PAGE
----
Labour plans for bank reforms – UK Bank market share

Readers Question: would you be able to comment on what the Labour party’s latest proposal to break up the banks to create competition? I can see some reasons that relate to safe guarding possible failures of large banks which can prove costly if the government are needed to bail them out. However, in terms of helping to stimulate economic growth, would it help or is it like shuffling a deck of cards? I would greatly appreciate hearing your opinion on this.

Labour bank reforms include:

  1. A cap on the size of banks’ market share; this will involves splitting up large banks, such as Lloyds and RBS
  2. The introduction of two new challenger banks with an 8% market share.
  3. Refer the issue of banking competition to the Competition and Markets Authority (CMA), within one year of being elected.

Motive for bank reforms

  • The UK banking sector has become more concentrated in recent years. This has created less competition and more market power. If the government is able to reduce market concentration and increase competition, then they hope that consumers will benefit from more choice and greater price competition. If the banking sector becomes more competitive, the theory is that it will put downward pressure on the cost of borrowing, and upward pressure on saving rates.
  • The OFT found in a review of the current account market that, while the share of the four largest providers fell from 74 per cent in 2000 to 64 per cent in 2008, it then rose to 77 per cent in 2010.

bank-marketshare

  • A report by Bain & Company,  showed that the market share of the top six banks together account for 91% of retail deposits. The problem of high market concentration of retail banks is that market power leads to dominance in related financial products, such as mortgages, loans and overdrafts.
  • Reducing the size of banks helps to deal with the issue of banks which are too big to fail. After the credit crisis, the government had to bail out large banks, at a cost to the taxpayer. Reducing the size of banks means that any bailout will be less costly.

uk-banks

source: WSJ – UK bank competition

  • During the credit crisis there was a merger of Lloyds TSB and HBOS, to enable Lloyds banking group to gain a monopoly market share. The Competition Commission allowed the merger only because of the exceptional circumstances surrounding the credit crunch. Usually, they would not have allowed a merger which created more than 25% of market share. This is an opportunity to reverse this.

Difficulties of reforms

  • Limiting market share is very difficult. It becomes a penalty for growing in size.  It is one thing to block a merger, but to limit organic growth seems quite arbitrary.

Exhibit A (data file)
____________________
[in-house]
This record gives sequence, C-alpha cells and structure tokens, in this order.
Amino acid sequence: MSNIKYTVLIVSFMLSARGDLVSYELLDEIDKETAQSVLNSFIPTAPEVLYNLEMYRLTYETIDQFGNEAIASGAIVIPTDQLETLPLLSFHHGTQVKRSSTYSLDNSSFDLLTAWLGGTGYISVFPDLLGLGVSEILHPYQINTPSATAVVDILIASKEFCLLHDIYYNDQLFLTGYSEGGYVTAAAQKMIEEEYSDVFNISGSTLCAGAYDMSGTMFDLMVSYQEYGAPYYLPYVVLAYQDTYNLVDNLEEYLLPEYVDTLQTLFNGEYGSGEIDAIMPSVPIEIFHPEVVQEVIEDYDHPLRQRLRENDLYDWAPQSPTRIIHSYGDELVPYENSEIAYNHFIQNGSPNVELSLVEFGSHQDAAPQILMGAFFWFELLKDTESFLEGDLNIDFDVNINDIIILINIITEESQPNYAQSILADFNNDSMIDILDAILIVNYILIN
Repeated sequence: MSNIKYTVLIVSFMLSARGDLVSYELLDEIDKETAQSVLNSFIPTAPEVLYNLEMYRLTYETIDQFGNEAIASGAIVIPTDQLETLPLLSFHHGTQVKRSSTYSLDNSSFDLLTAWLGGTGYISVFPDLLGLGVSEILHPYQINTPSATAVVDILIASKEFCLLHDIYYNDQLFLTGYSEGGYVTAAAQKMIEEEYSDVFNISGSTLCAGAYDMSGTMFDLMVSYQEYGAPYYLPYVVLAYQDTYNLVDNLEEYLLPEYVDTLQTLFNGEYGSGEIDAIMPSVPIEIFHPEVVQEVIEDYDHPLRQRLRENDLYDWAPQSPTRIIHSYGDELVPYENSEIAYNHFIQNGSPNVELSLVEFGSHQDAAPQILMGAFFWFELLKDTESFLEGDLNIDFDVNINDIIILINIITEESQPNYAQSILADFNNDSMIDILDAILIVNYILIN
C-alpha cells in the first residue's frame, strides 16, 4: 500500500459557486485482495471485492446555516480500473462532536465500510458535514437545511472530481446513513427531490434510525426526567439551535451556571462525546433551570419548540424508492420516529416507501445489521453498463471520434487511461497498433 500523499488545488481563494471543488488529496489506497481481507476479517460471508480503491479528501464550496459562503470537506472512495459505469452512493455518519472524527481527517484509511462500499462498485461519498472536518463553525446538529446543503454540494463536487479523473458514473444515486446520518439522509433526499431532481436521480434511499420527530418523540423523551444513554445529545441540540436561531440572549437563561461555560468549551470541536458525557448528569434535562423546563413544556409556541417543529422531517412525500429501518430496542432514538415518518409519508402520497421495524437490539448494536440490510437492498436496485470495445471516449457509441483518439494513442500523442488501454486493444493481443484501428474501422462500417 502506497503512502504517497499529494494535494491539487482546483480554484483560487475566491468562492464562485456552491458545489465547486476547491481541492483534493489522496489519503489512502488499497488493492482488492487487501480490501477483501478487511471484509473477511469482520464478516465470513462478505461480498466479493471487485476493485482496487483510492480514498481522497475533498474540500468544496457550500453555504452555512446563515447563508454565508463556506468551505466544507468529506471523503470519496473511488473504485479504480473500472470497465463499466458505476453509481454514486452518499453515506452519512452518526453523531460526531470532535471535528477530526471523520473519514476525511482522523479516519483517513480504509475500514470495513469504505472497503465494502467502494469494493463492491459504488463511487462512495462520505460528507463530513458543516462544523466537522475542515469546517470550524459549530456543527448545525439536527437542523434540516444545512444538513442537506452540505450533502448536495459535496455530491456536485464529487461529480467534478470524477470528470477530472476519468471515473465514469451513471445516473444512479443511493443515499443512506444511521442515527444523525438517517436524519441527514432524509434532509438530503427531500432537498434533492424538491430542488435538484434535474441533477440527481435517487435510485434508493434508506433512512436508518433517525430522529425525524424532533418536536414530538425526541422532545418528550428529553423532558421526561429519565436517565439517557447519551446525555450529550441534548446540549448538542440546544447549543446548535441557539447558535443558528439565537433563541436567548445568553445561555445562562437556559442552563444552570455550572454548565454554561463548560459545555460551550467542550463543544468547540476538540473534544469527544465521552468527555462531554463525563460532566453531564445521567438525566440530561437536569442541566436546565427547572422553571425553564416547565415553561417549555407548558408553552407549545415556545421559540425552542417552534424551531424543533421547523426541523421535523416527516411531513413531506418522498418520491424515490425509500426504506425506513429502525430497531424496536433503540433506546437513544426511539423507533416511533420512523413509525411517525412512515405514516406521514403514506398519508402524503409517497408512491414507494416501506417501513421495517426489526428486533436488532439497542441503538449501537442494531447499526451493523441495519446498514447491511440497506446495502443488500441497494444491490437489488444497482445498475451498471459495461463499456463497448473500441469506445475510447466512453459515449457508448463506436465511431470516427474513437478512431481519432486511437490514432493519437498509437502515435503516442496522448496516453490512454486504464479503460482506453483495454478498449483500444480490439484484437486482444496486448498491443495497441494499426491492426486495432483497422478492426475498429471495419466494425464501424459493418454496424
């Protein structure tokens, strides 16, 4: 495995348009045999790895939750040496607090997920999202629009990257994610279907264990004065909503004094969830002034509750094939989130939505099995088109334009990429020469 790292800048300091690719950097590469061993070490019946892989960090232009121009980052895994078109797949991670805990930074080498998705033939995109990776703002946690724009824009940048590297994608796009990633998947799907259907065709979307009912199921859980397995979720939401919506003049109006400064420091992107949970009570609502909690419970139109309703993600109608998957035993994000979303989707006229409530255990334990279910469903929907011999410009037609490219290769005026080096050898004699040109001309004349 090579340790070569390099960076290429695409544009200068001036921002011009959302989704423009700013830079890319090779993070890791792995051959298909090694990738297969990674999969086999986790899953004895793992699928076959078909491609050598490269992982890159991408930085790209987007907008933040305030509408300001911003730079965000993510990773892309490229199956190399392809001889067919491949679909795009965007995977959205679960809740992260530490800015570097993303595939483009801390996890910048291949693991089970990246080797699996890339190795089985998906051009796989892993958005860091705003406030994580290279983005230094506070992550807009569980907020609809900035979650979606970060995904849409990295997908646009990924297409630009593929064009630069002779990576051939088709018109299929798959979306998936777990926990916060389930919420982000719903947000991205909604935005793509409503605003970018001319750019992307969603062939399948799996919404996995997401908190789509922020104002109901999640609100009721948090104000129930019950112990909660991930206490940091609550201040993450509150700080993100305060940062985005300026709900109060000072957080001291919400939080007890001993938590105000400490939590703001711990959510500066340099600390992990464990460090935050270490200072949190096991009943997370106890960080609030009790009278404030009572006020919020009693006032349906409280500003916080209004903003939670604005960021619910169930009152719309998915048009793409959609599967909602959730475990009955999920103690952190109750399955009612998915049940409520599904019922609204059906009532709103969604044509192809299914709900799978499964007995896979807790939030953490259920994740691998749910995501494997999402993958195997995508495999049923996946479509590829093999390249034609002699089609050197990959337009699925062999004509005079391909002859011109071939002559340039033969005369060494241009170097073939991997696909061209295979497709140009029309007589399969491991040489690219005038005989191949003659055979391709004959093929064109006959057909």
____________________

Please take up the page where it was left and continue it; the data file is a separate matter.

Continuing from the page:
• Limiting the size of banks to say 15% of market share is no guarantee that consumers will face lower prices and cheaper cost of banking.  Many factors determine the cost of loans. The aftermath of the credit crunch has been a key factor in limiting small business lending. Economic growth is probably the most important thing for giving banks the incentive to lend.
  • Limiting market share may encourage banks to go the other way and increase the cost of loans. If you can’t grow beyond a certain market share, a bank may feel it’s best strategy is to make loans expensive. If it reduces the cost of loans and gains more customers  – it will have to sell off its banks anyway.
  • Encouraging new banks into the market could be beneficial. But, it is not clear how a government could suddenly create banks with 8% market share to ‘challenge’ the other banks. It is worth noting that companies have been trying to enter the banking sector, with varying degrees of success. These include Virgin Money, Tesco finance – right down to very small scale, non profit making banks such as the Burnley and Saving Bank.
  • Competition in banks is tricky to evaluate. The UK is rare in having free retail banking. In many countries you pay a monthly fee to have an account. We tend to subsidise this free banking by paying higher costs for overdrafts and loans. This can make it difficult for new firms to enter because the price structure is not transparent.
  • The UK banking sector is less concentrated than many other countries.

Conclusion

I sympathise with the attempt to make the banking sector more competitive. In the long run, a more competitive market would have benefits for savers and business. However, it is tricky in practise to achieve. Unfortunately, I’m rather sceptical of the idea you can wave a magic wand and the market becomes more competitive. As much as I am suspicious of the banking sector, I think they have a point that arbitrary government limits on market share will be difficult to implement and  limited benefits.

Perhaps the best way forward is for a government to concentrate on making the banking sector more contestable.

  • Making it easier for local / community banks to set up – such as, reducing onerous costs of regulation for small scale local banks.
  • Making it easier for consumers to switch accounts (rather than the four weeks it often takes at the moment)
  • There might be scope for a government bank dedicated to helping flow of credit to small business. But, whether a government owned bank would be efficient and a good lender, it is hard to know

The final point is that bank competition is only one aspect of banking. Since the credit crunch, the spread between base rates and mortgage rates has increased significantly. I don’t think this is to the relatively small increase in market concentration, but due to the wider issue of banking sector health.

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